a time-honored tradition on the coast: holiday dinner with oyster
dressing. State environmental officials are encouraging those who
partake in this seasonal ritual to take some common-sense precautions
when buying, storing and preparing oysters to prevent illnesses caused
by environmental bacteria. The same is true for clams.
vulnificus and Vibrio parahaemolyticus are common, naturally occurring
bacteria found in coastal waters worldwide and are most abundant when
water temperatures are warm. In rare instances, these bacteria can
cause serious gastrointestinal illnesses or wound infections.
the past several years, the Centers for Disease Control and Prevention
have reported an increase in Vibrio infections across the United
States. People with compromised immune systems are most at risk,
particularly for the more serious illnesses caused by Vibrio
vulnificus. However, everyone is susceptible to less severe illness
caused by pathogenic strains of Vibrio parahaemolyticus.
they indulge, consumers should remember these tips from the N.C.
Division of Marine Fisheries’ Shellfish Sanitation and Recreational
Water Quality Section:
cooking destroys these naturally occurring Vibrio bacteria. Those with
the following conditions are at higher risk for illness from raw or
undercooked oysters and clams and are advised to fully cook all
- Liver disease (from hepatitis, cirrhosis, alcoholism or cancer)
- Iron overload disease (Hemochromatosis)
- Cancer (including lymphoma, leukemia, Hodgkin’s disease)
- Stomach disorders
- Any illness or treatment that weakens the immune system. If you are unsure of your risk, ask your doctor.
purchase oysters and clams from reputable dealers, retailers, grocers,
markets or restaurants. It is illegal for shellfish harvesters to sell
directly to the public without a dealer license and certified facility.
These facilities are regulated to ensure sanitation and temperature
control is maintained on the shellfish.
law, a shellfish tag must be removed by the vendor at the last point of
sale. However, you may ask to see the tag to ensure you are receiving a
fresh product. For the best quality, shellfish should be consumed
within 10 days of harvest. If properly refrigerated, they are still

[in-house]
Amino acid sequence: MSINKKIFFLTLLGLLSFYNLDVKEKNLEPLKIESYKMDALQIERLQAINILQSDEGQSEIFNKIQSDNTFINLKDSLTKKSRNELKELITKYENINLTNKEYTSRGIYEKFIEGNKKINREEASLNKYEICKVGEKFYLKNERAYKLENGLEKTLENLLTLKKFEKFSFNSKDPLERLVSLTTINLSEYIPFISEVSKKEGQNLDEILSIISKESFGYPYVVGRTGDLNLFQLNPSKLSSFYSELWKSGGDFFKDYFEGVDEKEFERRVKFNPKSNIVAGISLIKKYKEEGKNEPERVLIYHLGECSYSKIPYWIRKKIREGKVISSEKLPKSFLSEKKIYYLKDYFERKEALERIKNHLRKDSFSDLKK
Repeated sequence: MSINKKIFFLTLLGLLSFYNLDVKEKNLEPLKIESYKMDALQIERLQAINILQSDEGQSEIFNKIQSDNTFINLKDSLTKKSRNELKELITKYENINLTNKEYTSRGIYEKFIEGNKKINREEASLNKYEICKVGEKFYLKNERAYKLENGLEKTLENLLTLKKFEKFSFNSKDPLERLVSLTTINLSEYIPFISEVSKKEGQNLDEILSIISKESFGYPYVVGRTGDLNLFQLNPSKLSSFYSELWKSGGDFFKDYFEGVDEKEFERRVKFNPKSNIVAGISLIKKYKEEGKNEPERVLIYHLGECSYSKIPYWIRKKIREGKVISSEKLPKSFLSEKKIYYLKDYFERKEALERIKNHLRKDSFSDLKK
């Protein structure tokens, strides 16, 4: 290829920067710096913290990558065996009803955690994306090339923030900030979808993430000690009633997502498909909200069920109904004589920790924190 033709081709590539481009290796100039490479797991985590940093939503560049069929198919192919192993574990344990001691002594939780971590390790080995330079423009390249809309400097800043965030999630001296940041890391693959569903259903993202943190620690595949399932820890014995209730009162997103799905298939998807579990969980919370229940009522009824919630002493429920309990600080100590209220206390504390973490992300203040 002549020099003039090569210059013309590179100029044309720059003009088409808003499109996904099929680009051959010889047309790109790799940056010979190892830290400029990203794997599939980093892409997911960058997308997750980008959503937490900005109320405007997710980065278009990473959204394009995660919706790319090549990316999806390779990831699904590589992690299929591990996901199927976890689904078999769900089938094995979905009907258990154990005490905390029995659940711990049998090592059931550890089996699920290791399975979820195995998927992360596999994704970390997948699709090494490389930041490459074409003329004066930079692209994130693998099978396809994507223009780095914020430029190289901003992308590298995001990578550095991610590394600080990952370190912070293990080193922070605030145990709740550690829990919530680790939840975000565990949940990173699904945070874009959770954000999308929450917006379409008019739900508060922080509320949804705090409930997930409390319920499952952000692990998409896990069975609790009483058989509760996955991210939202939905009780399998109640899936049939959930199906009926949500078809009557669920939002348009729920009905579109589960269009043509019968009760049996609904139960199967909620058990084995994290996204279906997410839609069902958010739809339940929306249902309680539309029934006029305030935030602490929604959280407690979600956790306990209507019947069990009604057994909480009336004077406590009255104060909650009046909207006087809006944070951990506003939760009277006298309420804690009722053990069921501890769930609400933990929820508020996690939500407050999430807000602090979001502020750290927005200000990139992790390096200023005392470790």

safe to eat for longer, but the quality will start to diminish.
oysters and clams refrigerated at 45 degrees Fahrenheit or below until
you are ready to prepare them. The Vibrio bacteria commonly found in
shellfish can multiply rapidly if left exposed to air temperatures
above 50 degrees Fahrenheit.
wash shellfish prior to cooking. Remove all mud and dirt from the shell
using water and a stiff brush. Many dealers will wash oysters for a
nominal fee when you purchase them. The mud and dirt may contain Vibrio
bacteria so it is important to clean the shellfish prior to serving or
to cooking or raw consumption, discard any dead shellfish. Dead
shellfish will have slightly gaping shells that will not close when
For those who harvest
of oysters by hand methods from public bottom opened at sunrise Oct.
who hold proper commercial fishing licenses may harvest oysters from
sunrise to sunset Monday through Friday each week. Commercial hand
harvest limits are different for some waters, and fishermen should
SF-5-2016 for specific hand
hand harvest is allowed sunrise to sunset seven days a week. The
harvest limit is one bushel of oysters per person per day or two
bushels per vessel per day if more than one person is on a boat. No
license is required for recreational harvest, but the oysters may not
minimum size limit is 3-inches shell length.
waters may temporarily close to shellfish harvesting due to high
bacteria levels associated with rainfall and stormwater runoff.
Fishermen should check here
for shellfish closures. Fishermen should
continue to frequently check for shellfish closures throughout the
year, particularly after heavy rains. They may also call the N.C.
Division of Marine Fisheries at 252-726-7021 or 1-800-682-2632 to
check for closures.
season opened Nov. 14 for mechanical harvest of oysters. Those who
hold the proper commercial fishing licenses should see Proclamation
SF-06-2016 for more information.
Mechanical harvest of oysters is not allowed without a commercial
shellfish safety, contact Shannon Jenkins, the division’s
Shellfish Sanitation and Recreational Water Quality section chief,
at 252-808-8148 or [email protected].
this year’s oyster season, contact Tina Moore, with the division,
at 252-808-8082 or [email protected].